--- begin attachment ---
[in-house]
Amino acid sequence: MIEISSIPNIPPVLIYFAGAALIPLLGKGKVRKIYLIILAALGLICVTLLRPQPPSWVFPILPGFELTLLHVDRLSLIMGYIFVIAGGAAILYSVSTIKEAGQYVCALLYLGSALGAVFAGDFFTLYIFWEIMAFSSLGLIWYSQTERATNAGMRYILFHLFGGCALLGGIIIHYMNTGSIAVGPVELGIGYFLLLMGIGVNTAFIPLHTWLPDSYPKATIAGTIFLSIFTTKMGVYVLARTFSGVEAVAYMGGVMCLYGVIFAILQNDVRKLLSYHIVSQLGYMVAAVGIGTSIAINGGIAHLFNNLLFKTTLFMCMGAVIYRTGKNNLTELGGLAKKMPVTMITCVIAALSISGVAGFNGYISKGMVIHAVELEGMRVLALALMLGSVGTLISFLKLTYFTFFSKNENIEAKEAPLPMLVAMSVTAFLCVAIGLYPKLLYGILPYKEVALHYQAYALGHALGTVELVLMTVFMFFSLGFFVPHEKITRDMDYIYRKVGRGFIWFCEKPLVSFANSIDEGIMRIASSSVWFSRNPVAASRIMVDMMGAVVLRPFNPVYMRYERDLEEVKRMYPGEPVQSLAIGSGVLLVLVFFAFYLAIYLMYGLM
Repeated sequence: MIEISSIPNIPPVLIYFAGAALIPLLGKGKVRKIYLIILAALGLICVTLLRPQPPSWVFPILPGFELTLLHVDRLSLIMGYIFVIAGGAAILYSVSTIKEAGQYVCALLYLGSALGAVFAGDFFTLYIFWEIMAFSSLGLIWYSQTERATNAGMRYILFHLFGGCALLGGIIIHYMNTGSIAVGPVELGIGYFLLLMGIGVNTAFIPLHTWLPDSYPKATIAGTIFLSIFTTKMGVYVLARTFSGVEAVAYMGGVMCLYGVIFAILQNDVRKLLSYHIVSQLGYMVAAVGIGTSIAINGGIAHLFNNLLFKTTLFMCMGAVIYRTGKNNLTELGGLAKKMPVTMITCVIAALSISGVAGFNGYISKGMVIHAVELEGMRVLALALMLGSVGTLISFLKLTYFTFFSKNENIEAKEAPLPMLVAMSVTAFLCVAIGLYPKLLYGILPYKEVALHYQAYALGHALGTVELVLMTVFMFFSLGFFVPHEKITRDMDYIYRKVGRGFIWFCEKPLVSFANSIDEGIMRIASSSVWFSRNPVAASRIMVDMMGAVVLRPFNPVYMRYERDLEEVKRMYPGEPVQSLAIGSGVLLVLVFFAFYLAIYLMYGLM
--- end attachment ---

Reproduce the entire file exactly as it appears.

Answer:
[in-house]
Amino acid sequence: MIEISSIPNIPPVLIYFAGAALIPLLGKGKVRKIYLIILAALGLICVTLLRPQPPSWVFPILPGFELTLLHVDRLSLIMGYIFVIAGGAAILYSVSTIKEAGQYVCALLYLGSALGAVFAGDFFTLYIFWEIMAFSSLGLIWYSQTERATNAGMRYILFHLFGGCALLGGIIIHYMNTGSIAVGPVELGIGYFLLLMGIGVNTAFIPLHTWLPDSYPKATIAGTIFLSIFTTKMGVYVLARTFSGVEAVAYMGGVMCLYGVIFAILQNDVRKLLSYHIVSQLGYMVAAVGIGTSIAINGGIAHLFNNLLFKTTLFMCMGAVIYRTGKNNLTELGGLAKKMPVTMITCVIAALSISGVAGFNGYISKGMVIHAVELEGMRVLALALMLGSVGTLISFLKLTYFTFFSKNENIEAKEAPLPMLVAMSVTAFLCVAIGLYPKLLYGILPYKEVALHYQAYALGHALGTVELVLMTVFMFFSLGFFVPHEKITRDMDYIYRKVGRGFIWFCEKPLVSFANSIDEGIMRIASSSVWFSRNPVAASRIMVDMMGAVVLRPFNPVYMRYERDLEEVKRMYPGEPVQSLAIGSGVLLVLVFFAFYLAIYLMYGLM
Repeated sequence: MIEISSIPNIPPVLIYFAGAALIPLLGKGKVRKIYLIILAALGLICVTLLRPQPPSWVFPILPGFELTLLHVDRLSLIMGYIFVIAGGAAILYSVSTIKEAGQYVCALLYLGSALGAVFAGDFFTLYIFWEIMAFSSLGLIWYSQTERATNAGMRYILFHLFGGCALLGGIIIHYMNTGSIAVGPVELGIGYFLLLMGIGVNTAFIPLHTWLPDSYPKATIAGTIFLSIFTTKMGVYVLARTFSGVEAVAYMGGVMCLYGVIFAILQNDVRKLLSYHIVSQLGYMVAAVGIGTSIAINGGIAHLFNNLLFKTTLFMCMGAVIYRTGKNNLTELGGLAKKMPVTMITCVIAALSISGVAGFNGYISKGMVIHAVELEGMRVLALALMLGSVGTLISFLKLTYFTFFSKNENIEAKEAPLPMLVAMSVTAFLCVAIGLYPKLLYGILPYKEVALHYQAYALGHALGTVELVLMTVFMFFSLGFFVPHEKITRDMDYIYRKVGRGFIWFCEKPLVSFANSIDEGIMRIASSSVWFSRNPVAASRIMVDMMGAVVLRPFNPVYMRYERDLEEVKRMYPGEPVQSLAIGSGVLLVLVFFAFYLAIYLMYGLM